Draining the liquid is how you make Greek yogurt, but I like mine just this way. Refrigerate, and then enjoy!



  1. Wow! I was thrilled with the pizza baking and now excited with the yogurt making! I didn’t know Greek yogurt was a thing, though! Waiting for yor next kitchen achievement, Stacey!

    • Greek yogurt is a hugely popular craze! Is yogurt in Greece fairly thick? Or is this an American marketing scheme? πŸ™‚

      • Traditional yogurt is indeed thick, both in taste and in fat, it can be 8-10% fat! No daily diet can accept that! But it’s so delicious! I had no idea it was popular outside Greece, though!

        • Yup, that sounds like our ‘greek yogurt’! Our traditional yogurt is runny and lower fat (or no-fat) in comparison.
          Check out these Greek Yogurts πŸ™‚

          Almost every yogurt company has a ‘Greek’ one because they’re so popular!

          • Amazing! I had no idea!
            The first one has even got a Greek name!

  2. Nancy SAYS...

    Wow! Based on your review, I just ordered myself the same yogurt maker. No more worries about what goes into it and what to do with all those plastic containers – can only reuse/recycle so many. Thanks Stacey! Can’t wait to make my first batch.

    • Hahaha… I know what you mean about the containers!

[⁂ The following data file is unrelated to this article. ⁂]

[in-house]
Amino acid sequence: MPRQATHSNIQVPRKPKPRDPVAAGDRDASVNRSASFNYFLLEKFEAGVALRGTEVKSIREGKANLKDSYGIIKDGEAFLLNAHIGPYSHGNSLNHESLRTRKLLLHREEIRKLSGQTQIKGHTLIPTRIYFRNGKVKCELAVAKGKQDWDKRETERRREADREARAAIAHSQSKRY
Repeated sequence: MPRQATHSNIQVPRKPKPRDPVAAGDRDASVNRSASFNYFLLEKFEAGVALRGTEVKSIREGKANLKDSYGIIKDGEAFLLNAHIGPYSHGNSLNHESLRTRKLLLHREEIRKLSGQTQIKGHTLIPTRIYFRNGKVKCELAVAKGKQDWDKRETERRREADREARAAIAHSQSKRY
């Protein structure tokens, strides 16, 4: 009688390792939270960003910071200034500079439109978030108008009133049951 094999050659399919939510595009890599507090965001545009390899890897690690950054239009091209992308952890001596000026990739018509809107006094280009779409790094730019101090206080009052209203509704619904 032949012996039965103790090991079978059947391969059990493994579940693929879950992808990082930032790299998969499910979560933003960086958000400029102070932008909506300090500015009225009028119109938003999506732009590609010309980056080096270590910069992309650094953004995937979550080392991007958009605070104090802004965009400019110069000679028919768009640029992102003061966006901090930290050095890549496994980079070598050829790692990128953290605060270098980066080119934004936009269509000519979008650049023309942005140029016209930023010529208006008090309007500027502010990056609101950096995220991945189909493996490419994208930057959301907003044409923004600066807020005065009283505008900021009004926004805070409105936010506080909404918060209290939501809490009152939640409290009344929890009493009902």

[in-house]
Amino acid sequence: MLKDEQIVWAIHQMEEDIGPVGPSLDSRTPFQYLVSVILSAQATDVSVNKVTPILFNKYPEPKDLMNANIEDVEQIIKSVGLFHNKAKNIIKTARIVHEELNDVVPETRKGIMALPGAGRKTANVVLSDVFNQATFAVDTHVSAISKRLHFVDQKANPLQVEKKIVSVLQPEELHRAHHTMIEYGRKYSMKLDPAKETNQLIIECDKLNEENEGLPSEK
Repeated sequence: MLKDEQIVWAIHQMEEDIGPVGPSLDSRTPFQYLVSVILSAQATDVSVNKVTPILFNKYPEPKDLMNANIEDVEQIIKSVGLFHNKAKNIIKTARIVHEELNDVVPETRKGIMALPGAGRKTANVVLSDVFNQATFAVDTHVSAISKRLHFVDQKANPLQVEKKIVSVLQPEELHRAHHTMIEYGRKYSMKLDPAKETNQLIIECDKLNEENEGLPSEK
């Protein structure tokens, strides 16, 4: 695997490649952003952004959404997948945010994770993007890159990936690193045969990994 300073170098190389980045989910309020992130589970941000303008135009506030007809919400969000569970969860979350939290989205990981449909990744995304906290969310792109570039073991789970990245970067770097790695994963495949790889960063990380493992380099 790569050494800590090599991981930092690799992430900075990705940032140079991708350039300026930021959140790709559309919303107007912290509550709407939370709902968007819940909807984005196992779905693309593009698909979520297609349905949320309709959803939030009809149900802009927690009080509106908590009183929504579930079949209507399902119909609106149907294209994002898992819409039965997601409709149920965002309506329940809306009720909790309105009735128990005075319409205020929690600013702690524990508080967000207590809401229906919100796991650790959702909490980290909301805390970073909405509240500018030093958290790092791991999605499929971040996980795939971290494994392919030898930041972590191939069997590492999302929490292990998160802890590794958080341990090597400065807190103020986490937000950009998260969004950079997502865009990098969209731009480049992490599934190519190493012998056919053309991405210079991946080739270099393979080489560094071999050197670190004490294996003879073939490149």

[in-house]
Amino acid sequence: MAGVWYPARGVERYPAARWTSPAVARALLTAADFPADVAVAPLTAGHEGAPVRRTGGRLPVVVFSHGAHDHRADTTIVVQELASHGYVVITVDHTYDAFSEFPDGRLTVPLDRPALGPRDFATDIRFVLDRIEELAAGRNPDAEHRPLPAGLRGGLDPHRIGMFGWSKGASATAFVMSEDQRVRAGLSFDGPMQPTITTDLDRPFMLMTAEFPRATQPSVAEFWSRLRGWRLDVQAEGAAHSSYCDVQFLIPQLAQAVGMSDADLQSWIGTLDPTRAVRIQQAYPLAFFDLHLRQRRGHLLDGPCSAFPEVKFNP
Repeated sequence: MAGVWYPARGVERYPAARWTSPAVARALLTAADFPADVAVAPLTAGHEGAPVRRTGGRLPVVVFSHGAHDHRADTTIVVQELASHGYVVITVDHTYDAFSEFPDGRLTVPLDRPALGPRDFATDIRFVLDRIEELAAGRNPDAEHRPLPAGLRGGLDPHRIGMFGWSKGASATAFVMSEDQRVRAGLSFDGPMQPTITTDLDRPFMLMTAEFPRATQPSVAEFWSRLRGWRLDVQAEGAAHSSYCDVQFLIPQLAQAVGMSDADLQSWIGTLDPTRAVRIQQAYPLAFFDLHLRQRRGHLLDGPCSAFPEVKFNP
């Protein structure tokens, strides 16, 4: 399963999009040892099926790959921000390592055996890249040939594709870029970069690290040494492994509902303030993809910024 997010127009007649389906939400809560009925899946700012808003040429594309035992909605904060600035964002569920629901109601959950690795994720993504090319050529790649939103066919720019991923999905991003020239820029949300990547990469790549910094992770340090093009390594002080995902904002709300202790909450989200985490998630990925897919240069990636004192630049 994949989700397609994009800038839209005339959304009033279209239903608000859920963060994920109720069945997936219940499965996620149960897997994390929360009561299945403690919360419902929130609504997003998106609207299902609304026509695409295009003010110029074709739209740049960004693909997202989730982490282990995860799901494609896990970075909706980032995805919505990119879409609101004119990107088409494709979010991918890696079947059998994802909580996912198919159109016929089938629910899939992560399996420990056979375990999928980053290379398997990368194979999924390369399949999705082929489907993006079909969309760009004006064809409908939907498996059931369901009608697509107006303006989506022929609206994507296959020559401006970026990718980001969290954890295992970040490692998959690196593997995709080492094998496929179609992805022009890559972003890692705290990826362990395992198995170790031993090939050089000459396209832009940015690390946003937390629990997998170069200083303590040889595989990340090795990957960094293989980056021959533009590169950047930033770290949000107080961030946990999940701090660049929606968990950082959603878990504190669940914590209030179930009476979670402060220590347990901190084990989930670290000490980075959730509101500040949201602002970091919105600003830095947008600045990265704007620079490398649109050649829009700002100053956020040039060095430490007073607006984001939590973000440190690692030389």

• Karen Levy SAYS...

        I’ll take Greek yogurt over β€œregular” any day: thick, creamy & a little extra tang. Mmmmm!

  3. Thanks for the tutorial! I had no idea yogurt making was so simple! I am curious though…you mention that after the milk has cooled to 120 degrees or so you add about 1 tablespoon of starter. So that’s 1 tbsp per how much milk?

    • I make about 6 cups of yogurt, which is 6 cups of milk and 1 tablespoon. I think that since the starter ‘grows’, you don’t have to be exact… but if you were making, say, a gallon of yogurt, then you’d want to add more starter.

      • Karen Levy SAYS...

        Any tips for making yogurt in a bread machine: my holiday gift came w/o a cookbook, only a manual! Thanks

  4. I love making yogurt too!… I add some powdered milk into the mix also,,, it makes it creamier and thicker,, and a little extra protein…

  5. Elisabeth SAYS...

    Big smile for this blog! The ice cube tray tip is genius. Eager for the weekend to come so I can make yogurt and crochet at the same time. πŸ™‚ thank you!

  6. Debbie SAYS...

    Do you thaw the cubes out before you use them? I am surprised that freezing doesn’t kill the bacteria. I have a yogurt maker but have not tried it yet!

    • Nope, I don’t thaw the cubes! I just drop them in the warm milk, and they melt πŸ™‚

  7. Ellisen SAYS...

    Stacey, do you know if yoghurt can be made with soy milk?

    • I don’t think it works according to the exact same technique. Obviously, soy yogurt exists (because I see it in the store), but this technique cultures bacteria in cow’s milk, and I don’t think soy reacts the same way. I would google around… there have to be a few tutorials!

  8. Ellisen SAYS...

    Thank you for this post, Stacey. I’ve developed abdominal problems and need to drink Kefir and eat yoghurt. I’ll look for a yoghurt maker. This is great. Glad to have your recipe πŸ™‚